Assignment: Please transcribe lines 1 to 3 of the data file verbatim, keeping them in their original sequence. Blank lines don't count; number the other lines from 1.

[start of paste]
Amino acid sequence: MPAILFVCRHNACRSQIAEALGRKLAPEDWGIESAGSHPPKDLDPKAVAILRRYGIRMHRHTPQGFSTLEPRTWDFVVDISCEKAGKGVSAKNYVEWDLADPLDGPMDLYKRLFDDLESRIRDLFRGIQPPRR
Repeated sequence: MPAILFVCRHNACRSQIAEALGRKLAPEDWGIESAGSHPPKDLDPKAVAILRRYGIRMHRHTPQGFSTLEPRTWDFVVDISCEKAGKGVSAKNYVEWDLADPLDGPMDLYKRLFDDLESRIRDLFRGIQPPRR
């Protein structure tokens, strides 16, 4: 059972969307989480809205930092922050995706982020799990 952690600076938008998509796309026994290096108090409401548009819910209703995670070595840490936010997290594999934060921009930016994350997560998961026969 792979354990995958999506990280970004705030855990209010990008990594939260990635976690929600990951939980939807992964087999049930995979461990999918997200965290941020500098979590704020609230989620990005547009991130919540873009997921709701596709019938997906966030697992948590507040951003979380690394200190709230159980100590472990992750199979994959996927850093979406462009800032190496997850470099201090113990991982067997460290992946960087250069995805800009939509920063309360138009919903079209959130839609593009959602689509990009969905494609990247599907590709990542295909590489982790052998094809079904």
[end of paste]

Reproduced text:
Amino acid sequence: MPAILFVCRHNACRSQIAEALGRKLAPEDWGIESAGSHPPKDLDPKAVAILRRYGIRMHRHTPQGFSTLEPRTWDFVVDISCEKAGKGVSAKNYVEWDLADPLDGPMDLYKRLFDDLESRIRDLFRGIQPPRR
Repeated sequence: MPAILFVCRHNACRSQIAEALGRKLAPEDWGIESAGSHPPKDLDPKAVAILRRYGIRMHRHTPQGFSTLEPRTWDFVVDISCEKAGKGVSAKNYVEWDLADPLDGPMDLYKRLFDDLESRIRDLFRGIQPPRR
């Protein structure tokens, strides 16, 4: 059972969307989480809205930092922050995706982020799990 952690600076938008998509796309026994290096108090409401548009819910209703995670070595840490936010997290594999934060921009930016994350997560998961026969 792979354990995958999506990280970004705030855990209010990008990594939260990635976690929600990951939980939807992964087999049930995979461990999918997200965290941020500098979590704020609230989620990005547009991130919540873009997921709701596709019938997906966030697992948590507040951003979380690394200190709230159980100590472990992750199979994959996927850093979406462009800032190496997850470099201090113990991982067997460290992946960087250069995805800009939509920063309360138009919903079209959130839609593009959602689509990009969905494609990247599907590709990542295909590489982790052998094809079904």